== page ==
Take the 2-minute tour ×
Stack Overflow is a question and answer site for professional and enthusiast programmers. It's 100% free, no registration required.
class foo : public virtual bar, public virtual kung
  // implementation of the method of the above inherited class

the bar and kung class is an abstract class that contains pure virtual method that was implemented inside of the foo clas..

What is the use of this?

share|improve this question
possible duplicate of C++ Multiple Virtual Inheritance vs. COM –  Jason S May 8 '12 at 19:08
...or this: stackoverflow.com/questions/4335288/… –  Jason S May 8 '12 at 19:10
possible duplicate of In C++ virtual base class? –  Troubadour May 8 '12 at 19:16
I'm sure there are lots of articles that talk about this. –  mfontanini May 8 '12 at 19:29

3 Answers 3

In your case it makes no difference if bar and kung are the most derived base classes so long as no methods in bar and kung clash but you would know about it if it did, ie errors from the compiler in ambiguous definitions.

More about this at c++ faq: http://www.parashift.com/c++-faq-lite/multiple-inheritance.html#faq-25.9

share|improve this answer

If other, future classes derive from foo in more than one way, then the most-derived class will contain only one, virtual base class bar and kung:

struct A : foo { };
struct B : foo { };

class Gizmo : public A, public B { }; // only *one* bar and kung base class.

An object of type Gizmo has a unique base subobject of type bar, and ditto for kung, rather than two distinct ones for each derivation path.

Note that if a class has only pure-virtual functions and no non-static members and only base classes of the same nature, then there's no practical difference between virtual and non-virtual inheritance, since the classes are empty. Other, lesser languages call such classes "interfaces", meaning that it is OK to inherit from them multiply, even though such languages do not support multiple inheritance for general classes.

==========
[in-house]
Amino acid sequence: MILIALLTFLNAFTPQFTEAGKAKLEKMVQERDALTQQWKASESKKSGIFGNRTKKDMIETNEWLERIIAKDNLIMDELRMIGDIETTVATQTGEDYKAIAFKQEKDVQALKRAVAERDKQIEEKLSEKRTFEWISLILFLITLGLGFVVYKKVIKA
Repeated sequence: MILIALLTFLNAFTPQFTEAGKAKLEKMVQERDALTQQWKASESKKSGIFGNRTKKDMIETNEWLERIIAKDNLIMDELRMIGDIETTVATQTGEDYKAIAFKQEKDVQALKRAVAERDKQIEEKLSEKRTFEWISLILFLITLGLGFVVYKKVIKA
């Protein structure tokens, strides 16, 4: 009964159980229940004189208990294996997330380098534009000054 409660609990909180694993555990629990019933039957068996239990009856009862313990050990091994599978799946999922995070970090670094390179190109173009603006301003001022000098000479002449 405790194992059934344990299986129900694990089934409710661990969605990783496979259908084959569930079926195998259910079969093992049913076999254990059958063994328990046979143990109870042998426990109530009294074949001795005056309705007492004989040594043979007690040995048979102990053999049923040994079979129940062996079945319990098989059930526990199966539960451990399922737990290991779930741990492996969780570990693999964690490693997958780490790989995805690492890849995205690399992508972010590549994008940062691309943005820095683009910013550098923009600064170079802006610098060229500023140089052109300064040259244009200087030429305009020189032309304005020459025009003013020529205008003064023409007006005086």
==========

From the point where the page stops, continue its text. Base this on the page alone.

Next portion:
share|improve this answer
"then there's no practical difference" wrong! "since the classes are empty" they are not; they have a vptr! –  curiousguy Aug 5 '12 at 1:02
@curiousguy: The classes are empty nonetheless in terms of the language. There's no "vptr" in C++; that's merely an implementation detail. –  Kerrek SB Aug 5 '12 at 11:14
"The classes are empty nonetheless in terms of the language." According to? "There's no "vptr" in C++; that's merely an implementation detail." Nitpicking. –  curiousguy Aug 5 '12 at 13:33

By doing this, the foo class isa bar and isa kung.

If you have a function or method which takes a bar object, an instantiation of a foo class would qualify. Since the bar class has pure virtual methods, the compiler will require foo (or a class derived from foo) to define the method if the object is instantiated. The code which takes a bar object can then rely on knowing that the bar object passed to it implements that method, even if the object is an instance of the foo class (or a class derived from foo).

Likewise for the kung class.

So, if the foo class implements all the pure virtual methods in bar an kung, (which the compiler will require to instantiate a foo object) then a foo object can be passed to anything requiring a bar, a kung, or a foo object.

share|improve this answer

Your Answer


By posting your answer, you agree to the privacy policy and terms of service.

Not the answer you're looking for? Browse other questions tagged or ask your own question.